RHINELANDER - Don't expect to get away with drinking and driving this weekend.
On a weekend when everyone's a little Irish, the Oneida County Sheriff's Office wants you to be more than a little smart.
Oneida County will beef up drunk driving and seatbelt enforcement the entire weekend. They're able to do that thanks to a $12,000 grant from the Wisconsin Department of Transportation.
Sheriff's Lieutenant Lloyd Gauthier knows the holiday brings out many more people than an average weekend.
"The possibility of people driving while impaired, and that concerns us," Lt. Gauthier said.
"Our motto at the Sheriff's Office is we're committed to our community. And a big commitment is safety. Wanting people to get out and enjoy the time, have a good time. But take advantage of the programs that are out there through the Oneida County Tavern League, including the Safe Ride Home program."
That Safe Ride program is available at any participating Tavern League Bar. All you have to do is ask a bartender for your free ride.
Lt. Gauthier says people seem to be drinking more responsibly the last few years.
But he also points to a disturbing statistic: more than 500 traffic deaths in Wisconsin last year.
"That's why the DOT is so focused on getting these grants out each year," Gauthier said. "They see that there is a positive side to it with additional enforcement that those numbers are coming down."
The DOT gives out the grants based on where they see roadways that could be safer.
This grant is broad. That means Sheriff's Patrols could be on any road, both county and city or town.
Dane County judge to hear Planned Parenthood lawsuit
MADISON - A Dane County judge is set to hear arguments in a lawsuit challenging a 2012 law that sets out conditions for abortions.
The law requires a doctor to determine whether the woman's consent is voluntary and inform the woman of domestic abuse services if he or she suspects the woman is being coerced. The law also requires doctors to perform a physical exam before they can prescribe abortion-inducting drugs and be in the room when the drugs are given to the woman.
Planned Parenthood filed a lawsuit in February 2013 arguing the law is unconstitutionally vague. The organization argues its unclear how doctors should determine voluntary consent and whether doctors need to be present when drugs are dispensed or administered.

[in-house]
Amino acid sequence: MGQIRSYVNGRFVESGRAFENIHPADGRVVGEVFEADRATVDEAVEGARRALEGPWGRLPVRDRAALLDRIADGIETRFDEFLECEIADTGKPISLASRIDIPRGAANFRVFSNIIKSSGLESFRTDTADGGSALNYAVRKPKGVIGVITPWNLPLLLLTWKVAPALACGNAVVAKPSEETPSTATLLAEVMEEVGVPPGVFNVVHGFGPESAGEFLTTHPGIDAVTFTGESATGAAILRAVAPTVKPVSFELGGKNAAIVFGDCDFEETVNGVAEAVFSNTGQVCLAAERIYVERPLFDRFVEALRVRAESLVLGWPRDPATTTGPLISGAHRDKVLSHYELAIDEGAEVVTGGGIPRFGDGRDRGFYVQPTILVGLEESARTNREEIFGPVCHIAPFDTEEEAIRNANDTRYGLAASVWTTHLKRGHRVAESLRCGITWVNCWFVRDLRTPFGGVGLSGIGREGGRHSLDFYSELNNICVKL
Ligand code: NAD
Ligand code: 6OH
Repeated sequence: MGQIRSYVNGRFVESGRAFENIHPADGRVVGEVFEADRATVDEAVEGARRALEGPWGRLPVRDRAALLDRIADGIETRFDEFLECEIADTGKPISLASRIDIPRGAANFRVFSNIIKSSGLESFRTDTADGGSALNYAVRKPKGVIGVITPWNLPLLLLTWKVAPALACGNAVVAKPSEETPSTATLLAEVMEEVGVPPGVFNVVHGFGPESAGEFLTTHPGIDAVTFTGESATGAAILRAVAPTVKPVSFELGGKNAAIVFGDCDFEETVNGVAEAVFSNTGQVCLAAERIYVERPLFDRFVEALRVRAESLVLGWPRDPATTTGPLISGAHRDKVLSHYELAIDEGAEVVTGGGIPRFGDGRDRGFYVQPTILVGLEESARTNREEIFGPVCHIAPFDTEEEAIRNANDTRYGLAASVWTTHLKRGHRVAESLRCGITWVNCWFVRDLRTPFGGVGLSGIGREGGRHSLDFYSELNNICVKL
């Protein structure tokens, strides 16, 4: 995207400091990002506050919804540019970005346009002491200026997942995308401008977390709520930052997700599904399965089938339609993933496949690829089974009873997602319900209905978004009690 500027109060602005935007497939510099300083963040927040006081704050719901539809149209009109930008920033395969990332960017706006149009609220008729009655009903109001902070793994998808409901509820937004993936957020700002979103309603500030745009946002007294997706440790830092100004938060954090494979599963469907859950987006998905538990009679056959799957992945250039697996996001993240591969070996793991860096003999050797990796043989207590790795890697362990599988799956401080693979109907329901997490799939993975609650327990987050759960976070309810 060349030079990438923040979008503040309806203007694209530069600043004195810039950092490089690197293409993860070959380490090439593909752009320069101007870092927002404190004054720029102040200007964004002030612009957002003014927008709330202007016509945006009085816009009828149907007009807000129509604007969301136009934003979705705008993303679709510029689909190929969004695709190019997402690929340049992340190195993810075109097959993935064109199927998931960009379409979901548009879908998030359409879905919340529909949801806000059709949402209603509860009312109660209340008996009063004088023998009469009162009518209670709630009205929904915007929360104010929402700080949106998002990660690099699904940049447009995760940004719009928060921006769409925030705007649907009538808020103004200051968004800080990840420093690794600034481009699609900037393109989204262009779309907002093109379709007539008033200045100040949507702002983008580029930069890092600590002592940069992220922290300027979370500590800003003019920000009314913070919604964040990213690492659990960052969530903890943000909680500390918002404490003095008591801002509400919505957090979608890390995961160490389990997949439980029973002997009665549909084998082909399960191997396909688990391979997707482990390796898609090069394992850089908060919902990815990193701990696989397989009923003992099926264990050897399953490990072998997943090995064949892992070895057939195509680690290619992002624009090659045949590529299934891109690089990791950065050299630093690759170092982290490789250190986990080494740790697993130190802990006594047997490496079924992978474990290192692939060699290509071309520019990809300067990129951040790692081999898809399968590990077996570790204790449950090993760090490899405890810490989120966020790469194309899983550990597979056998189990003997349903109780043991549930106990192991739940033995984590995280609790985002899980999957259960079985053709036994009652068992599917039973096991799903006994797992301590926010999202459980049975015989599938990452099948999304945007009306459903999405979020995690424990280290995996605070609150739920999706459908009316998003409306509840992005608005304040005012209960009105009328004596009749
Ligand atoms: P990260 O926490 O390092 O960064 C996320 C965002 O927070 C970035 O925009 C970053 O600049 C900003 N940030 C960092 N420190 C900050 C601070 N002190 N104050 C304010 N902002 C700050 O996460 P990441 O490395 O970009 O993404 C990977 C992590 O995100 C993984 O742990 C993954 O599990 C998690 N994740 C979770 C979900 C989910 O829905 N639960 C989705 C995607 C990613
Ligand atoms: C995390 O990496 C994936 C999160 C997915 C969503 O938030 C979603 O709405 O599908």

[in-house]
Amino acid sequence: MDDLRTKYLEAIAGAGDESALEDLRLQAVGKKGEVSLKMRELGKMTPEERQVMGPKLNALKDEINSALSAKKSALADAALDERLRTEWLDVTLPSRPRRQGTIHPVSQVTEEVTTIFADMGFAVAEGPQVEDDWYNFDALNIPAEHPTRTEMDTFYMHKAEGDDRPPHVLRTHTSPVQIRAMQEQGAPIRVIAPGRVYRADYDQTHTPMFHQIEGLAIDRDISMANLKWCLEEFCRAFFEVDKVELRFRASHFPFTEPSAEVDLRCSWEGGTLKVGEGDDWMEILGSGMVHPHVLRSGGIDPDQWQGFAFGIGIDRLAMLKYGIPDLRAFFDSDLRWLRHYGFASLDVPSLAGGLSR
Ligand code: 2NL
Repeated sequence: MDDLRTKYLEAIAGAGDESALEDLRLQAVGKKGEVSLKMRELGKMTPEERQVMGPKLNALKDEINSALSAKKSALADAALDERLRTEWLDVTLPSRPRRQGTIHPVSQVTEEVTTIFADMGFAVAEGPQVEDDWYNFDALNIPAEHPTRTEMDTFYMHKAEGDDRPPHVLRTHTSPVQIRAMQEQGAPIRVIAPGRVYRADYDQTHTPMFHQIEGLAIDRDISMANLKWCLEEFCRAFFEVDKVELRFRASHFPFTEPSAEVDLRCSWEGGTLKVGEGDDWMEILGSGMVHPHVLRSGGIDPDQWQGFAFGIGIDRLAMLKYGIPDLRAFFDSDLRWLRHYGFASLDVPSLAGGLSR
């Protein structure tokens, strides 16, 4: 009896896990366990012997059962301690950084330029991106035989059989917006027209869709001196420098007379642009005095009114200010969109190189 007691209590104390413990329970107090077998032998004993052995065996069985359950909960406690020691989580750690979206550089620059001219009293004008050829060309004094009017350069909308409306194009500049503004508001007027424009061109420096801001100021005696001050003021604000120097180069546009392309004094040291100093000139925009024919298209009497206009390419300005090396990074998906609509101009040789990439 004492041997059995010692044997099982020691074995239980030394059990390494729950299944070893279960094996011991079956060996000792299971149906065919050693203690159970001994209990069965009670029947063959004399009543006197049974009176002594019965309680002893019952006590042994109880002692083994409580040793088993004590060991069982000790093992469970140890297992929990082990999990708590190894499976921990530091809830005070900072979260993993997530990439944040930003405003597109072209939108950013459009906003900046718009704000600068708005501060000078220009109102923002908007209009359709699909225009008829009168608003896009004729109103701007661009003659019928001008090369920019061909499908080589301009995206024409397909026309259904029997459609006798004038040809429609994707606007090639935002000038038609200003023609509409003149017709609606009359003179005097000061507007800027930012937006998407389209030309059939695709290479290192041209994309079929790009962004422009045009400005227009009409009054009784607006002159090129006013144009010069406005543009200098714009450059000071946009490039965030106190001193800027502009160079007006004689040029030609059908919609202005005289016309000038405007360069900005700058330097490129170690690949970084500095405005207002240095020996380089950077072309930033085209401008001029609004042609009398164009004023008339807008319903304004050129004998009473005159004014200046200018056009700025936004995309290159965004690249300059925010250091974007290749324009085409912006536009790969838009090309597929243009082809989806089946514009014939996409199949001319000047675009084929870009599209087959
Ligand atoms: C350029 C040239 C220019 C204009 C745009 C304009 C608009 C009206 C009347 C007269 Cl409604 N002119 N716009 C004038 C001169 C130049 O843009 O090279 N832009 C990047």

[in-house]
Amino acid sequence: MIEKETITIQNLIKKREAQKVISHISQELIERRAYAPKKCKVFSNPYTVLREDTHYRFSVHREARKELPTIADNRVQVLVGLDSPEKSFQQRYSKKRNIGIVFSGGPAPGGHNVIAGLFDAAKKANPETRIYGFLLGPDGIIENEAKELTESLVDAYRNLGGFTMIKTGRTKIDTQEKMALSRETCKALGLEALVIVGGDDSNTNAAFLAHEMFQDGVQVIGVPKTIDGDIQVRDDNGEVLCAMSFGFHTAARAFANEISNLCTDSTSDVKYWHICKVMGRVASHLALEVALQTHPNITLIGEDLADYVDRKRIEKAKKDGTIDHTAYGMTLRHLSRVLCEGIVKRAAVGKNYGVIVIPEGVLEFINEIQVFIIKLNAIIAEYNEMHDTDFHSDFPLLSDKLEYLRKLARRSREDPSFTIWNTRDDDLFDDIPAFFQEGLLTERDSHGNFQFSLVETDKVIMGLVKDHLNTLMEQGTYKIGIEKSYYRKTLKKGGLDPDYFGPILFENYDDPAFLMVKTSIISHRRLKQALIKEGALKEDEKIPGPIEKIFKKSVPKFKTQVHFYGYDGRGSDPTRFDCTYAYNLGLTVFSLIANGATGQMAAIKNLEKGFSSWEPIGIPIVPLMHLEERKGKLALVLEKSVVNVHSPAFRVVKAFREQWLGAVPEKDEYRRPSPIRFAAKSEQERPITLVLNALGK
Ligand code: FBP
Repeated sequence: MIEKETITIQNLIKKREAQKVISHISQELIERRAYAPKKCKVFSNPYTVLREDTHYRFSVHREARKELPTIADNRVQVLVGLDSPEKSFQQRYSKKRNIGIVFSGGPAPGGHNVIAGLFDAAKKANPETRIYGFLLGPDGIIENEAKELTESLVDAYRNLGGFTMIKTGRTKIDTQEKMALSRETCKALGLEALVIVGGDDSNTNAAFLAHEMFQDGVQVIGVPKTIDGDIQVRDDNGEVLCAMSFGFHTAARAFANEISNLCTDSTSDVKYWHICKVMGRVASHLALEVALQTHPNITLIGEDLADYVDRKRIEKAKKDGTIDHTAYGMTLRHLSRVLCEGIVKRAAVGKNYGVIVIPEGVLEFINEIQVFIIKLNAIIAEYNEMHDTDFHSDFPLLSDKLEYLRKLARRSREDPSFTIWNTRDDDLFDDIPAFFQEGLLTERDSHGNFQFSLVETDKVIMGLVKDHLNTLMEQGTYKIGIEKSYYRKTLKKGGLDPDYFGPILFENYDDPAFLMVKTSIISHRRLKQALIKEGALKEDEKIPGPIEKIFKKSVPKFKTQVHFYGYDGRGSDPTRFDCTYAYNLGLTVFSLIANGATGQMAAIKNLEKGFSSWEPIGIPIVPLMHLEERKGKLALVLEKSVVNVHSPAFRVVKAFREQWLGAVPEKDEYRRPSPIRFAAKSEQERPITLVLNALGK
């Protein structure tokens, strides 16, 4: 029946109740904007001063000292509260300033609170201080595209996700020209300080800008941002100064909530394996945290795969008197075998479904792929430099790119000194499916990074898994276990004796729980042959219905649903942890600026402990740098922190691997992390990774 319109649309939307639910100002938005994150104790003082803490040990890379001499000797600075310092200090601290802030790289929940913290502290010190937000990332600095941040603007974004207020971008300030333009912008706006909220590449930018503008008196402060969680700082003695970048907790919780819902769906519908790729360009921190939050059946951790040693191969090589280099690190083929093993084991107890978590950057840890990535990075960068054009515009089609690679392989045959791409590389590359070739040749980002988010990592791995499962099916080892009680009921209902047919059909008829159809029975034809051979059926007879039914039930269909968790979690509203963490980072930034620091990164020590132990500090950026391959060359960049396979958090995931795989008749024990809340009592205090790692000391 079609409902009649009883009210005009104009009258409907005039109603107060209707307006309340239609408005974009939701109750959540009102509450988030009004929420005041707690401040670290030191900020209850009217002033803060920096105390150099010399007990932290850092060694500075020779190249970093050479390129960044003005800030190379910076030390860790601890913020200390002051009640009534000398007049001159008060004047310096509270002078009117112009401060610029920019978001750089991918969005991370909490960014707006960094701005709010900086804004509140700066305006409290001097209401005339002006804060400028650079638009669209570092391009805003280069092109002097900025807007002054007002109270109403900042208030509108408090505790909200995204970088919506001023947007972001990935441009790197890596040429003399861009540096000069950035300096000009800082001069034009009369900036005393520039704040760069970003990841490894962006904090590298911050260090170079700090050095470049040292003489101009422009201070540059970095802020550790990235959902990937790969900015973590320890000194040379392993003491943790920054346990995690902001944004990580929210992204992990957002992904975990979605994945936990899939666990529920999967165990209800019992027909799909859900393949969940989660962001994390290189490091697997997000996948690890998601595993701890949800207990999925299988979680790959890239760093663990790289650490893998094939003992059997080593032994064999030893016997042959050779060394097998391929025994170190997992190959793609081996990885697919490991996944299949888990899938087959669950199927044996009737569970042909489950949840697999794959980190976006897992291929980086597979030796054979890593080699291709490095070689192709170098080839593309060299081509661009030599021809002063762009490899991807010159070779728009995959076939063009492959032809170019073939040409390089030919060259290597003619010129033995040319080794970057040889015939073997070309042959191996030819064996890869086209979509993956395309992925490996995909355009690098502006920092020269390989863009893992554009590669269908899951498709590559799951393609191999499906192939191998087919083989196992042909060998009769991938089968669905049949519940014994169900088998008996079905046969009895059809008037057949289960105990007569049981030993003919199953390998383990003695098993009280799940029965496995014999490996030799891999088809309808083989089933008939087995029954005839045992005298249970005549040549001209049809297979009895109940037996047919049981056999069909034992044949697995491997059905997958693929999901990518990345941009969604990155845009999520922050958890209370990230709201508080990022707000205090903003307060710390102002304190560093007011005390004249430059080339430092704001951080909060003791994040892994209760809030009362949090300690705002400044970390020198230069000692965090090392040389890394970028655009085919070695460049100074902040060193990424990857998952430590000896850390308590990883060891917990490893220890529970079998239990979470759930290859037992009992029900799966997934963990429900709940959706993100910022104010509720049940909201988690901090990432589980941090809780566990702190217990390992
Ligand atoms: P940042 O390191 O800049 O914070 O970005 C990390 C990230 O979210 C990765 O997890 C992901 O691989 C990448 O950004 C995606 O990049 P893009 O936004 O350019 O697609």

Judge Richard Niess is set to hear arguments Thursday morning.
MADISON - The start of a new short-term loan program that wasn't slated to begin until July has been moved up in an effort to help businesses hurt by recent cutbacks at Oshkosh Corp.
The Wisconsin Economic Development Corporation, the state's chief jobs agency, voted this week to start the pilot program earlier. It will provide loans or loan guarantees of up to $250,000 to companies for projects or expenses that may not be eligible for traditional financing.
The board says it was starting the program earlier in light of news that Oshkosh was cutting 760 jobs from its defense division because of budget cuts being made by the U.S. Department of Defense.
The loan program this year will only target businesses in Oshkosh Corp.'s supply chain
MADISON - Wisconsin police could not track cellphone locations without a warrant under a bill Gov. Scott Walker has signed into law.
The measure Walker signed Wednesday passed the Legislature in February with no opposition.
Under the new law, police would have to present details about their investigation when seeking a warrant to track a cellphone. That includes the phone's owners or whoever is possessing it, the subject of the investigation, a statement of the crime and a statement of probable cause about how tracking the cellphone is related to criminal activity.
The bill was among 55 bills Walker signed privately.
MERRILL - Hospitals can sometimes scare kids and even many adults.
That's why one Northwoods hospital wants those kids to be comfortable with doctors if they ever need their help.
Merrill kindergarteners visited Ministry Good Samaritan Health Center on Wednesday.
The kids got to see an ambulance, physical therapy and x rays.
"We try to show them that you know what, the hospital isn't so scary. And we bring them through different areas that they may experience when they come in or they have a family member here. And a lot of times children, if they don't know, they're very afraid. A hospital can be very intimidating, says Jane Bentz, Director of Foundation and Community Outreach.
NORTHWOODS - Home sales fell in the state of Wisconsin, but they're on the rise in the Northwoods.
Real Estate experts say home sales are up 5% in Oneida County. Home sales for the Northwoods are up 4%. Experts say right now it's a buyers market.
“If you're a seller right now you are probably going to be seeing some low ball offers,” says Ashlei Highfill, Century 21 Sales Associate. “We just encourage people to respond to any offer that they get not to just reject it or be offended but these days we are seeing a lot of buyers coming in and offering a lot less than what sellers are asking for.”
Experts say fewer homes are being foreclosed. This allows more families to make first time home purchases.
“It’s great to see that people are obviously getting back to work so they can afford to take that opportunity to put their family in their first home it's exciting for all of us,” says Highfill. “We're always happy to see somebody get that first house for their kids we're seeing some people that are making more money now so they're buying a move up house.”
Overall home sales in Wisconsin fell 11% compared to this time last year.
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